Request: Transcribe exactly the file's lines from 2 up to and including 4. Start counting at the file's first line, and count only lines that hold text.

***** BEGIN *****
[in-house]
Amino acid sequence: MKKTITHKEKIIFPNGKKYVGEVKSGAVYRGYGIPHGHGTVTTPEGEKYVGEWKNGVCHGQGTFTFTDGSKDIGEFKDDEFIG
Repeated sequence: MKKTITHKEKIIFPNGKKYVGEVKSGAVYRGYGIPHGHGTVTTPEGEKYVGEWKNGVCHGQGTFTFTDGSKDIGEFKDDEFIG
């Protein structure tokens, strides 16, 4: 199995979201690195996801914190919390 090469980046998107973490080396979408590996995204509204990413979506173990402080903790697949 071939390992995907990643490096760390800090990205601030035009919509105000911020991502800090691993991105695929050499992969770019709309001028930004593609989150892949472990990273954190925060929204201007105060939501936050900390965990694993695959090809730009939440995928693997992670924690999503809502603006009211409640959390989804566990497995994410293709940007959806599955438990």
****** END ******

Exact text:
Amino acid sequence: MKKTITHKEKIIFPNGKKYVGEVKSGAVYRGYGIPHGHGTVTTPEGEKYVGEWKNGVCHGQGTFTFTDGSKDIGEFKDDEFIG
Repeated sequence: MKKTITHKEKIIFPNGKKYVGEVKSGAVYRGYGIPHGHGTVTTPEGEKYVGEWKNGVCHGQGTFTFTDGSKDIGEFKDDEFIG
């Protein structure tokens, strides 16, 4: 199995979201690195996801914190919390 090469980046998107973490080396979408590996995204509204990413979506173990402080903790697949 071939390992995907990643490096760390800090990205601030035009919509105000911020991502800090691993991105695929050499992969770019709309001028930004593609989150892949472990990273954190925060929204201007105060939501936050900390965990694993695959090809730009939440995928693997992670924690999503809502603006009211409640959390989804566990497995994410293709940007959806599955438990």